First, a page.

Republican Strategy: “When you’re playing with house money, it makes sense to go all in on every hand.”

David Atkins succinctly nails the situation we face:

No matter what Obama does, Republicans won’t care and won’t fold

…This is what makes the poker analogy so often used to criticize the President’s negotiating tactics such a weak metaphor. Obama is often said to be the worst poker player in history, consistently bluffing then folding. But the problem with that analogy is that Republican House members aren’t playing with their own chips: they’re playing with the country’s. The Republican electoral chips are stashed safely in gerrymandered hands, and any losses over fiscal cliffs or debt ceilings only hurt the President and the nation’s perception of government. There’s no downside for the GOP in bluffing every time in the hopes that the President will fold. Why not? When you’re playing with house money, it makes sense to go all in on every hand.

When you’re playing chicken and your opponent has thrown their steering wheel out the window, the only alternative to losing is  to do likewise. Obama is justifiably reluctant to do so, because he actually cares about America and the rest of the world, and is unwilling to destroy them for electoral advantage.

For the gritty details of Republican gerrymandering and Democratic-voter disenfranchisement, see Sam Wang here and here.

The Republicans have gerrymandered a structural advantage that lets them play poker using other people’s chips. So the only only real solutions are structural and long-term. Atkins again:

The advantage Democrats have in this situation is that majority public opinion and the majority of actual American voters are on their side. The only thing that allows Republicans to take their hostages in the first place is a series of arcane rules that give the minority undue influence. Among those rules are:

    • Gerrymandered Congressional districts
    • Dysfunctional filibuster rules
    • Disproportionate Senate representation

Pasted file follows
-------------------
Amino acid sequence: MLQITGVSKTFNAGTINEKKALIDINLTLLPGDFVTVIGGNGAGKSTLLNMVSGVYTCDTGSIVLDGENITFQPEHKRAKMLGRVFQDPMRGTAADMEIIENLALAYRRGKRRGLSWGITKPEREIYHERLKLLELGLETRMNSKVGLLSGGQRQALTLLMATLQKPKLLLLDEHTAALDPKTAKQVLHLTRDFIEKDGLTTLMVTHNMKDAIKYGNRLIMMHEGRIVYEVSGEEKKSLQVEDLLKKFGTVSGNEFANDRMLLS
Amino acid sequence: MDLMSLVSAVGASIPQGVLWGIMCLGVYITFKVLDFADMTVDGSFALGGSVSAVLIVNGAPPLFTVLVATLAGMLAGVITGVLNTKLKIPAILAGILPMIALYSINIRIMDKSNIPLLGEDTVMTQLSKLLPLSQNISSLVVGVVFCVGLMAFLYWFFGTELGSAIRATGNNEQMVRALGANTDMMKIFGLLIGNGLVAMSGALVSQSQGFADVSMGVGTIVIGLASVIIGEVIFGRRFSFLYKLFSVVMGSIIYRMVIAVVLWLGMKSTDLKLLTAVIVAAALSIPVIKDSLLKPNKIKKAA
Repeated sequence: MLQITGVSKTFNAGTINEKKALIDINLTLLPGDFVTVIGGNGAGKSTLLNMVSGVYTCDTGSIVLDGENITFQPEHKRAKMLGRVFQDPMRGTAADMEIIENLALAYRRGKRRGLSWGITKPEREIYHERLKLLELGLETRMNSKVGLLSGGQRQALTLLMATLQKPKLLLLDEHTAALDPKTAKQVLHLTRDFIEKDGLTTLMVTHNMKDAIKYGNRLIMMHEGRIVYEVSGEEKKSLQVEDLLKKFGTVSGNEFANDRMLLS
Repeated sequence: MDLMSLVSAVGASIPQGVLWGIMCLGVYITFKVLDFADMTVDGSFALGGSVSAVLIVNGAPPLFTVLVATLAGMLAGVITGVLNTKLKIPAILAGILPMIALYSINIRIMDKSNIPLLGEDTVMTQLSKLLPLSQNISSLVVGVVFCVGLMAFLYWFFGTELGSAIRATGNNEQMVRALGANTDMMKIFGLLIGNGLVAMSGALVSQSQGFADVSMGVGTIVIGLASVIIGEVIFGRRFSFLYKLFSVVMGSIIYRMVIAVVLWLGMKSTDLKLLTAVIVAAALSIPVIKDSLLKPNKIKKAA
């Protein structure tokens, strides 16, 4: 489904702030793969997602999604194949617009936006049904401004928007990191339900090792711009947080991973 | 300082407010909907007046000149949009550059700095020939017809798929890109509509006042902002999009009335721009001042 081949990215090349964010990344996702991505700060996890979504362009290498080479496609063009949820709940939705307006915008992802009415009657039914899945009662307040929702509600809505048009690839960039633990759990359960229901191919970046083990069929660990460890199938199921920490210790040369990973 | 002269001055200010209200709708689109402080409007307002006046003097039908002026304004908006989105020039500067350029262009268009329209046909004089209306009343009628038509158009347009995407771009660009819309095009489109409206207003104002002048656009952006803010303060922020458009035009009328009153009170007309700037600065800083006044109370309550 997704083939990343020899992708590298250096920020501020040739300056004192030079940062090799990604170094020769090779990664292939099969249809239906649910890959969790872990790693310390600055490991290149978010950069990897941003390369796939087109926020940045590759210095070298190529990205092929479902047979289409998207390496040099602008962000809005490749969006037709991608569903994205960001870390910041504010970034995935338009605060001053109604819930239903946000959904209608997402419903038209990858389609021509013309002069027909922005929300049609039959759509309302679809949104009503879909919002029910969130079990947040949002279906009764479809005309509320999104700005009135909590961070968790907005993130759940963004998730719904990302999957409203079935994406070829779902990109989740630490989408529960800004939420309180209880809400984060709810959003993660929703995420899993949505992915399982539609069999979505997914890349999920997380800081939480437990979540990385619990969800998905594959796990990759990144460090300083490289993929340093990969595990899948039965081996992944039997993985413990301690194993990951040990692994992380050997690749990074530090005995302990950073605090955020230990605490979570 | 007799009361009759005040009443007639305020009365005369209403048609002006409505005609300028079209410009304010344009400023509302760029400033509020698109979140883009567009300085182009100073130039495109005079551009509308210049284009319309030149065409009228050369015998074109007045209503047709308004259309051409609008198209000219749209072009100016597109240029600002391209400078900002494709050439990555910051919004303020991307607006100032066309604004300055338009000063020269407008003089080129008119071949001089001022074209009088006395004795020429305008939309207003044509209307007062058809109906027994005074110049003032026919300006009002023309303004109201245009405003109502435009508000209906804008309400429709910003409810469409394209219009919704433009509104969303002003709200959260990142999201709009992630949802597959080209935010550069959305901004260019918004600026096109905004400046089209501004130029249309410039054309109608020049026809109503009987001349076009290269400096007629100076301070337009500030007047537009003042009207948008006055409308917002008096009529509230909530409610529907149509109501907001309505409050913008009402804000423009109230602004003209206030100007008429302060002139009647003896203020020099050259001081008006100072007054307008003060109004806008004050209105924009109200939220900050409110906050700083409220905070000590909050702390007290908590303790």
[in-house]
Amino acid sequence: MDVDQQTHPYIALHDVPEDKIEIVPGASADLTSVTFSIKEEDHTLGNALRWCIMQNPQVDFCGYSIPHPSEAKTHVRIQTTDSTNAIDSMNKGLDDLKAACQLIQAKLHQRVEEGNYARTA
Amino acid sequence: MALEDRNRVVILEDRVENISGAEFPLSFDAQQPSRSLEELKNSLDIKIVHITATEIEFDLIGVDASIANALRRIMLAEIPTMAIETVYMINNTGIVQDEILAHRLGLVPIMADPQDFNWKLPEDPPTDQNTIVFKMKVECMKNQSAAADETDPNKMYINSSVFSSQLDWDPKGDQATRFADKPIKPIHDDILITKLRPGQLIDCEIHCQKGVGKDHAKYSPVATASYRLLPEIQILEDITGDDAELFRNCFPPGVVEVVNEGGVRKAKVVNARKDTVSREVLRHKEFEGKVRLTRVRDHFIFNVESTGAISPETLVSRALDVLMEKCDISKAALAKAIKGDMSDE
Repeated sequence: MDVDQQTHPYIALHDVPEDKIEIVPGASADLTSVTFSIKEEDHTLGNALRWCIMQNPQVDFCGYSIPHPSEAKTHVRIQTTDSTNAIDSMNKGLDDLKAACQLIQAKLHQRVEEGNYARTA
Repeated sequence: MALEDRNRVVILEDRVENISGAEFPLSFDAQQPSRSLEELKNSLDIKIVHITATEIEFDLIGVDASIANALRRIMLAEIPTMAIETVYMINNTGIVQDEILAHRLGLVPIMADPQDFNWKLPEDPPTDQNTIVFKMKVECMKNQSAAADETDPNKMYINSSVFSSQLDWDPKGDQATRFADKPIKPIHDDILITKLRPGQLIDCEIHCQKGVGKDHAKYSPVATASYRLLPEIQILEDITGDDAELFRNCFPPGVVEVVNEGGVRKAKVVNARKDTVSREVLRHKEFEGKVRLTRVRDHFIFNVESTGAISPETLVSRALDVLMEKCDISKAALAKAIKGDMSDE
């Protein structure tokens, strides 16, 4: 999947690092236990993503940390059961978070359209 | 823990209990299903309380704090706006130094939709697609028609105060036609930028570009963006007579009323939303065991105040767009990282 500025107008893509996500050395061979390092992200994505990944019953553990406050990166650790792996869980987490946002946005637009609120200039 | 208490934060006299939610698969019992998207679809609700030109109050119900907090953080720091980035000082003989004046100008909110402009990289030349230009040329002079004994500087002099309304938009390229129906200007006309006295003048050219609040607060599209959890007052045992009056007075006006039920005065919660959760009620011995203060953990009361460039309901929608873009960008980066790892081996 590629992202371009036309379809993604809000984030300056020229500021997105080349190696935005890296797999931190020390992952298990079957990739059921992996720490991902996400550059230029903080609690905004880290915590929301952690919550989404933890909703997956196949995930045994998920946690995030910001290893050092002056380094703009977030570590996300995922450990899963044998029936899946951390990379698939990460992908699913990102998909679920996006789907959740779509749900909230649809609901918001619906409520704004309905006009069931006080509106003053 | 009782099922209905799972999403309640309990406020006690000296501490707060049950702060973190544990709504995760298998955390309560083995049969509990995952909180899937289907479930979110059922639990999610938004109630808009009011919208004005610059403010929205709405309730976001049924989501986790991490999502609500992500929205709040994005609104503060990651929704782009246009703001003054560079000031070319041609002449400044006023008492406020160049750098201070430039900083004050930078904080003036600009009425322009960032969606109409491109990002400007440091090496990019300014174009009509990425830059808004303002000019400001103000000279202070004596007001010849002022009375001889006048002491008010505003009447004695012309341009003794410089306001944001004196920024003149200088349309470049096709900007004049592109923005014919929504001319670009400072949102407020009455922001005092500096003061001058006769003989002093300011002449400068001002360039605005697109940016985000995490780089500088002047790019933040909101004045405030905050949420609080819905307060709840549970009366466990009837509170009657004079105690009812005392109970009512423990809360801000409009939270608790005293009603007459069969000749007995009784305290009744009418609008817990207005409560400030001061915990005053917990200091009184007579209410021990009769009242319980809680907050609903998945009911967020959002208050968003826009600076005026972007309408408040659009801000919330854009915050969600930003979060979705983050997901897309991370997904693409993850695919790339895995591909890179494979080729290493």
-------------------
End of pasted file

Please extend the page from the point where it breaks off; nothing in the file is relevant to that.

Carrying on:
• Corrupt lobbying laws
    • Campaign finance laws that give outsized political influence to a few billionaires
    • Archaic electoral college rules
    • Discriminatory workday elections

And that’s just a start. If we want a future in which we do more than simply determine which hostages to save and which ones to shoot, the American People will need to figure out how to make these and other reforms to our broken political system that disempowers rational majorities in favor of extremist ideological minorities with nothing to lose. As the Republicans continue to suffer demographic decline, their base will only become more desperate and extreme.

They’re cornered, with their backs against the seawall, and a demographic tidal wave is looming over them. That makes them very, very dangerous.

Cross-posted at Angry Bear.






One response to “Republican Strategy: “When you’re playing with house money, it makes sense to go all in on every hand.””

  1. NotMilty Avatar

    You are right. Only the Republicans use gerrymandering. Really?

    I don’t know what world you are living on but it ain’t mine. Both sides do the same things largely driven by the same incentives. The fact that you don’t understand such a basic concept and yet feel that it is worthwhile to share your views is very sad indeed.

    Needless to say I won’t be coming back to this blog ever again – a complete waste of time.